I did do a little sight seeing this weekend in Chaozhou, a city just up river. We went to a temple dedicated to a poet, visited some old city walls and gates, and a lit some incense for a morbidly obese golden statue that is supposed to bring me good fortune at a Buddhist temple – hey, it's no goat sacrifice but it will do. The best part of the trip though was walking through the small streets full of shops. Houston is the only large city in the United States without zoning laws. Perhaps this is why I like Houston and many Americans do not. Here in China, and most of the world that I have been in, this means that you can have your small shop sell tea, while your neighbor to the left has a few lathes to manufactures auto-parts, and the neighbor to the right sells woven plastic burlap. Each little storefront specializes in only one thing. I saw a wheel shop the other day. It had small wheels for furniture, medium sized wheels for wheelbarrows, and larger wheels for wheelchairs. You had to buy the furniture, barrow, and chair elsewhere.
Here on campus, they have a few convenience stores and a small shopping center with lots of little stores in it to serve the university community. I frequent the fruit stand and bakery quite often but there are also hair salons, clothing stores, electronic stores, and dollar stores. The other night I had to buy soccer shoes. I have joined the recreational soccer team consisting of almost all the male civil engineers at the University. They all have matching, fake, white Liverpool shirts that they all wear. I did bring a pair of soccer shorts, T-shirts, and cross-trainers with the idea that I might do some exercising while here. My athletic shoes are a nice pair of name brand shoes that I bought in Houston at Academy Sports & Outdoors (I include the store name just because I like to say it out loud like they do in their commercials, this is not necessarily an endorsement of their establishments). However, my teammates have deemed them as unfit for use on their soccer pitch. They wanted me to buy a pair of soccer shoes like they all had. While at Rice University, one of my history professors went through a similar ordeal. Some students had asked him to play goalie for a team in the intramural league. He proceeded to buy top of the line, black, kangaroo leather, soccer boots for a large sum of money and then tell us all about it during a lecture. The shoes my teammates suggested I buy are like a pair of low-top Converse canvas sneakers with large rubber spikes on the soles and cost just over 2 US dollars. I did not have money with me after our second game so I did not purchase them at the time. Instead, they invited me back for a third game and we tried to buy them at nine o'clock at night. The convenience store near the cafeteria was doing a brisk business in munchies but they did not have the shoes. A teammate and I then walked to the small shopping center and one on the dollar stores was open but they had shoes that were too small or too big only. All the other stores had closed so I thought our resources were exhausted and I would just play in my regular shoes. However, I did not realize that students on campus sold everything, including soccer cleats, out of their rooms. In the US only illegal substances are sold out or dorm rooms. My teammate made a few phone calls and we found a student who sold soccer shoes.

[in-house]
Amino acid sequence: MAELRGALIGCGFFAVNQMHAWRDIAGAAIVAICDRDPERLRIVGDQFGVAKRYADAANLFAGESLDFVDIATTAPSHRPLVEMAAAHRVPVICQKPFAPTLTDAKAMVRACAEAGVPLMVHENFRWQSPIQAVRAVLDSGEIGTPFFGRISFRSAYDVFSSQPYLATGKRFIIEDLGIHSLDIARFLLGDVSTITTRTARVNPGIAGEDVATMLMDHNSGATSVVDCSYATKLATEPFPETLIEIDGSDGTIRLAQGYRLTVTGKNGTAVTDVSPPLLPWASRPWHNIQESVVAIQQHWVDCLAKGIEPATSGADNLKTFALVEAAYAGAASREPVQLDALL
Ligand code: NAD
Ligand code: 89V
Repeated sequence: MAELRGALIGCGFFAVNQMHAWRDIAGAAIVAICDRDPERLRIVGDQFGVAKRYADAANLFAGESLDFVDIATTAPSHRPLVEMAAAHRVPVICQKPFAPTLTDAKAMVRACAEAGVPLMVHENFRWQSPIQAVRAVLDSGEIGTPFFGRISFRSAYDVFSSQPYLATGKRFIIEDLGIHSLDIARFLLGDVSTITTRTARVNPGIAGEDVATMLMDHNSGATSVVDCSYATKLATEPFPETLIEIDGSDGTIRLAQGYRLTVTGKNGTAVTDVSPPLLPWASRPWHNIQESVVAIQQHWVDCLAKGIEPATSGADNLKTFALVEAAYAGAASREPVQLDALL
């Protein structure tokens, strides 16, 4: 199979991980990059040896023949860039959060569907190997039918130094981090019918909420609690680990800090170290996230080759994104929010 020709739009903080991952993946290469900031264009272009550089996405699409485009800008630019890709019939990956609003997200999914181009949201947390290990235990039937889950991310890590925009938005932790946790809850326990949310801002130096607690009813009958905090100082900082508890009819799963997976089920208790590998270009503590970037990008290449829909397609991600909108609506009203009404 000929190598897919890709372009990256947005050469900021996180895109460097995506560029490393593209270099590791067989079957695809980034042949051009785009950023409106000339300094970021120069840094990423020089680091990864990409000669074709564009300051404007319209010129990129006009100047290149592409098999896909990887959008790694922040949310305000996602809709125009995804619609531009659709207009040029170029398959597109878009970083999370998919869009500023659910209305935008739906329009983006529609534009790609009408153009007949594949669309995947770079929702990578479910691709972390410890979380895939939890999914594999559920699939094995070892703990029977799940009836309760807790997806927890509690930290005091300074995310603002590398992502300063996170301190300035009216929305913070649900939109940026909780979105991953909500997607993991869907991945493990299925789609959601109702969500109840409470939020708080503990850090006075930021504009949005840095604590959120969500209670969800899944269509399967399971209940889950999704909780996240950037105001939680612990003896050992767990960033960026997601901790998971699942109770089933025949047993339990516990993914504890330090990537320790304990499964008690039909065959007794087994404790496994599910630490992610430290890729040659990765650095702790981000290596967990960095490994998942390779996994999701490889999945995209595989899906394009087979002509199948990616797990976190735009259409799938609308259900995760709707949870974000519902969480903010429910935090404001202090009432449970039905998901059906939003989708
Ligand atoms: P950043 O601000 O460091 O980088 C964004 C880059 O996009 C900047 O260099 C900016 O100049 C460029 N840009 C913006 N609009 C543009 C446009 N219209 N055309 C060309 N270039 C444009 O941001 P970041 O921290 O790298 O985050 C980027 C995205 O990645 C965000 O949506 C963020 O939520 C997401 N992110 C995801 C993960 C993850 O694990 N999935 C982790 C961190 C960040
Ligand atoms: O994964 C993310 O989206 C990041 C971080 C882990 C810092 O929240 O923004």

The student's dorm door was open so my teammate knocked and went in and the seller's four roommates paid no attention. However, when I walked in the other four roommates quickly got me a chair to sit on and became interested in the purchase - racism. I had previously said that four students share a room. I was wrong. There are five students in the room and their beds have no mattresses. As I looked around it was interesting to see pictures of horses, small stuffed animals, and magazine clippings of Harry Potter hanging on the available wall space and not pictures of cars, sports heroes, or scantily clad women as in most American male dorm rooms. (Again, in my own defense, my dorm room only had a batik of tropical birds, a world map, and an x-ray of my chest hanging on the walls) The stash of soccer shoes were behind the door. He had about twenty boxes of shoes, some open, some still stacked against the wall. We searched for a pair that fit me but the 24.5 was too small, the 25.5 was a little big, and his supply did not have a 25. I bought the 25.5 pair because of my teammate's insistence and then we went to the convenience store and picked up a pair of insoles that were supposed to make the shoes fit. The shoes are still too big for my feet but peer pressure and conformity will make us do almost anything. Even with the new white canvas shoes and their fake silver vinyl Nike Swoosh, I am no better than I was before. Nevertheless, when I score the only goal in the game on a weak shot that dribbles toward the keeper and only scores because he mishandles it – twice – then I guess my skill level really does not matter; especially when my two-dollar shoes are still a luxury for some of the soccer players I have seen in the world.
If you have read this far, you have not learned a thing about my engineering research. Until next time, beware the monster worms.
Ryan Kent Giles